The actuation system for lock pin 172 will now be described. Referring to Figure 12A, the lock pin 172 is mounted concentrically to a lock pin sleeve 192. Seal 194 seals around the outside of sleeve 192 while seals 196 and 198 seal between the lock pin 172 and the sleeve 192. Connected to lock pin 172 is gear 200. Gear 200 is outwardly biased toward gear 202 by spring 204. Stop plate 206 has a pin 208 extending therefrom and into a groove 210 in gear 200. The groove 210 is arcuate and generally permits rotation of gear of approximately 180 before the end of groove 210 engages the gear 200, thus arresting any further rotation.

The drive system consists of a motor 212, enclosed in an annular enclosure 214. Seals 216-224 in effect seal off annular enclosure 214. Also located within the annular enclosure 214 is a battery pack and.control system, represented schematically as 226. The battery pack 226 can be recharged through a receptacle 228. A series of downwardly facing openings 230 house 18 within them signal receivers 232, which are connected by a coaxial cable assembly 234 into the control system 226.

The motor 212 is connected to a gear-reducer 236. which is in turn connected to an output shaft 238. A shaft seal 240 surrounds shaft 238. As a result the enclosure 214 can be isolated from the surrounding environment with a positive pressure of an inert gaseous material. preferably nitrogen. As a result, any sparking which occurs from the motor 212 driven by the battery pack 226 through its control system will present no hazards of explosion from any flammable materials existing outside of the enclosure 214. The shaft 238 has a bevel gear 242, which meshes with a mating gear 244. Gear 244 is connected to gear 202 by a common shaft 246, which is in turn supported by a brass bearing 248.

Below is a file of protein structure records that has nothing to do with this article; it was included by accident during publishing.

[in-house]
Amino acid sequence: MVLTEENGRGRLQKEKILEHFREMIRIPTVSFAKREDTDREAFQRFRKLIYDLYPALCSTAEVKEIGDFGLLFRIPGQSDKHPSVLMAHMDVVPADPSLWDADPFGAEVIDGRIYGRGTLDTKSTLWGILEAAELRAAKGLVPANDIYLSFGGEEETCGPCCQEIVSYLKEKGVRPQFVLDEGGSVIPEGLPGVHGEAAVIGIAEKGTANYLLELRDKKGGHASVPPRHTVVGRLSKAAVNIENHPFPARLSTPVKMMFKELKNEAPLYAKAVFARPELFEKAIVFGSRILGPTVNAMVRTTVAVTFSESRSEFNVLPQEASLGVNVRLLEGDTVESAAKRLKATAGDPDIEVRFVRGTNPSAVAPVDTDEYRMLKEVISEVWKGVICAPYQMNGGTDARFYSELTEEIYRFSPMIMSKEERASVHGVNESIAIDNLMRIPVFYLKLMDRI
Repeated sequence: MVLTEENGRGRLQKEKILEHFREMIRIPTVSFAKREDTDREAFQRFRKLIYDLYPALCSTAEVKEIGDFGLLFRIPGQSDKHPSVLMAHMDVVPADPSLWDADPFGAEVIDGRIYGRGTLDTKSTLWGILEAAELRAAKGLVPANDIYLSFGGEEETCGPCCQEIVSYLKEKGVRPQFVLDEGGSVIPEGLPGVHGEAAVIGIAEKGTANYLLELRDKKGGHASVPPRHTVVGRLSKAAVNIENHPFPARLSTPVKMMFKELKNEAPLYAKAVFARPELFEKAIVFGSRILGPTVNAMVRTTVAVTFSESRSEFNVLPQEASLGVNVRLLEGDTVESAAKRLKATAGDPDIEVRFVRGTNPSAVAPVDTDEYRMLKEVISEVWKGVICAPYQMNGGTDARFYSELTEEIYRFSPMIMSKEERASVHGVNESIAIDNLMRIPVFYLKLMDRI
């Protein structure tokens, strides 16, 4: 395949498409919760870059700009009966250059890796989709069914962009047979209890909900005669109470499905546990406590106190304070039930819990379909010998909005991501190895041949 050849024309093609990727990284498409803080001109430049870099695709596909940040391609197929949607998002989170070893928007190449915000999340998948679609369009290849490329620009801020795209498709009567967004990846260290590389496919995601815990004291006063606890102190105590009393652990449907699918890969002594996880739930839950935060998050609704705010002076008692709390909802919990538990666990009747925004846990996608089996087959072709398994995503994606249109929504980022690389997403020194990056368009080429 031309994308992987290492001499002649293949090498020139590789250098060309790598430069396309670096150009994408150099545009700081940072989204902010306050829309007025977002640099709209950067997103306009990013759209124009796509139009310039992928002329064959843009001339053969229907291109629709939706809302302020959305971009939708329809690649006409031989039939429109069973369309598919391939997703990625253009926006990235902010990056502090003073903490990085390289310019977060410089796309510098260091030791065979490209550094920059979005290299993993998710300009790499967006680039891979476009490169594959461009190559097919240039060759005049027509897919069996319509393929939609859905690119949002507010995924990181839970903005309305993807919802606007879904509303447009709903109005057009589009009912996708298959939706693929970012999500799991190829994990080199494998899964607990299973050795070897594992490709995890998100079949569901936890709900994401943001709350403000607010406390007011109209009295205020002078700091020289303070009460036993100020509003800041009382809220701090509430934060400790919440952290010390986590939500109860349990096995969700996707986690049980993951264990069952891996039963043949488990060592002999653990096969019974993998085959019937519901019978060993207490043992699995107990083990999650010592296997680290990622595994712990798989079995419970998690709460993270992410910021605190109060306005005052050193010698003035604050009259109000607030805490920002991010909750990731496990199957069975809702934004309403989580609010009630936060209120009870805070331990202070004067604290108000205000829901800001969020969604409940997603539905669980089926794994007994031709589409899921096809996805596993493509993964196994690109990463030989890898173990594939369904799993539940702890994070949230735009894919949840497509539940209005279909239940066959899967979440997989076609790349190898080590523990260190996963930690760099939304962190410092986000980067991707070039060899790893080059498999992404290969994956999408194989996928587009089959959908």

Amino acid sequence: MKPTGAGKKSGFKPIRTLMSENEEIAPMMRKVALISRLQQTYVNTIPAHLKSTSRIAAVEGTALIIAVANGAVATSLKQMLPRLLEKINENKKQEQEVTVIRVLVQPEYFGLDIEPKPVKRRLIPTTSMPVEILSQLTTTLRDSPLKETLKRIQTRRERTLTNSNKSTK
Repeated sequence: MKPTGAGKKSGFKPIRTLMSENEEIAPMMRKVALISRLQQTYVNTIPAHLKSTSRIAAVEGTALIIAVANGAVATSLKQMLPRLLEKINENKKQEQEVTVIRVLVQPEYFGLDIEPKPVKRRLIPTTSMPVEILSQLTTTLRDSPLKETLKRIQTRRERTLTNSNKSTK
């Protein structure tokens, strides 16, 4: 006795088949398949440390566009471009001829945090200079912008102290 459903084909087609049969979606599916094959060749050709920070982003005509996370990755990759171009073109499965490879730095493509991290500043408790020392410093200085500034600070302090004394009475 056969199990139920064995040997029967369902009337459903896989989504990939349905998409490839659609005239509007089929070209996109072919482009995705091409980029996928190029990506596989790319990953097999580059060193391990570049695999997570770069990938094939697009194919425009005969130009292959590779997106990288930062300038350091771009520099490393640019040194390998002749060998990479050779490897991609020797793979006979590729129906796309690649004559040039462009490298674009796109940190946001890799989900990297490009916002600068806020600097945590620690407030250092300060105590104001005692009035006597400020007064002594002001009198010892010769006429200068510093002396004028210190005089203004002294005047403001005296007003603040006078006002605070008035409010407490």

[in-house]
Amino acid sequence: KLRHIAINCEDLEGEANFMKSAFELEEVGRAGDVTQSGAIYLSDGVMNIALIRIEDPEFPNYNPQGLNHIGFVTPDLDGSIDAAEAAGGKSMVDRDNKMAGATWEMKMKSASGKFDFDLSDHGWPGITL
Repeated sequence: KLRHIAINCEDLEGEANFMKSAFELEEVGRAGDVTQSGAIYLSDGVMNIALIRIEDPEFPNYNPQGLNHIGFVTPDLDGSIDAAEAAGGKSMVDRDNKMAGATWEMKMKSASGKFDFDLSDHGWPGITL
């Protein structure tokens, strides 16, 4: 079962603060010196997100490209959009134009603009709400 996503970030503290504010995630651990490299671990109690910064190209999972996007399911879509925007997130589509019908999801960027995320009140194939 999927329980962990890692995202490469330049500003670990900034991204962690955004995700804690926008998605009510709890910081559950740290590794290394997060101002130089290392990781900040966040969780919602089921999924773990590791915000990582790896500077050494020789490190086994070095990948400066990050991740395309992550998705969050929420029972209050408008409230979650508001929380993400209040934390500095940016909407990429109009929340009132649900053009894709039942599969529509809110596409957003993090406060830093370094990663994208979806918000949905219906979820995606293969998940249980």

When actuated to release a plug 190, the control system 226 energizes the motor 212 to turn until gear 200 can turn no further because groove 210 is has engaged the pin 208. As previously stated, this generally occurs when the lock pin 172 is rotated 1800 to the position shown in Figure 12A. The control system 226 senses an increase in current demand at motor 212 which generally occurs when further movement of lock pin 172 is impeded by pin 208. The control system 226 stops the motor 212 and runs it in a reverse direction for a few degrees to free up groove 210 of the gear 200 from pin 208. Control system 226 can also, on a timer basis, provide a signal through one of the openings 230 to indicate that a predetermined time has elapsed before the full rotation of lock pin 172 has occurred. The assembly shown in Figures 12A and 12B can be reset manually through access hole 248. A wrench can be inserted through opening 248 onto the end 250 of lock pin 172.